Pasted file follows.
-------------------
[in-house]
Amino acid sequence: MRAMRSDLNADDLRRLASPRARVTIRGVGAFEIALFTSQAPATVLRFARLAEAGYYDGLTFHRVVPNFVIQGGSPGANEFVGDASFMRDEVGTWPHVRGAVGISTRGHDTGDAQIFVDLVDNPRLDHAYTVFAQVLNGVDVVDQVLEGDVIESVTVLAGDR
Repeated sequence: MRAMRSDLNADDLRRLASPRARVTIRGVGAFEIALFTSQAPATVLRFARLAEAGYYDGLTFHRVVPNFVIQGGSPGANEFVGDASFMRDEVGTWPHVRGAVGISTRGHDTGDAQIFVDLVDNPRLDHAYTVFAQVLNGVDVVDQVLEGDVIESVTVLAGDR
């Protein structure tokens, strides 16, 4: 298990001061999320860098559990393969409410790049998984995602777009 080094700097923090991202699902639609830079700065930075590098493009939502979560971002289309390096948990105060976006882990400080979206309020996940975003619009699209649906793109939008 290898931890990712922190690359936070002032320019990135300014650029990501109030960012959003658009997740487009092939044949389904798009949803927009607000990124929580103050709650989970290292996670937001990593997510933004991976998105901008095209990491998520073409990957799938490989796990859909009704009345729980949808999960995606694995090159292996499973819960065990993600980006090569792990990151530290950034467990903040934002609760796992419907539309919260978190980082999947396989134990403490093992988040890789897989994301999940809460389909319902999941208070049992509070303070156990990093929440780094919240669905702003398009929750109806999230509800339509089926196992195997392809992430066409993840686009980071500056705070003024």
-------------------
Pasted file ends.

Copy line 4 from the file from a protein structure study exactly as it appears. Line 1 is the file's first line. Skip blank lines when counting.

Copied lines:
């Protein structure tokens, strides 16, 4: 298990001061999320860098559990393969409410790049998984995602777009 080094700097923090991202699902639609830079700065930075590098493009939502979560971002289309390096948990105060976006882990400080979206309020996940975003619009699209649906793109939008 290898931890990712922190690359936070002032320019990135300014650029990501109030960012959003658009997740487009092939044949389904798009949803927009607000990124929580103050709650989970290292996670937001990593997510933004991976998105901008095209990491998520073409990957799938490989796990859909009704009345729980949808999960995606694995090159292996499973819960065990993600980006090569792990990151530290950034467990903040934002609760796992419907539309919260978190980082999947396989134990403490093992988040890789897989994301999940809460389909319902999941208070049992509070303070156990990093929440780094919240669905702003398009929750109806999230509800339509089926196992195997392809992430066409993840686009980071500056705070003024």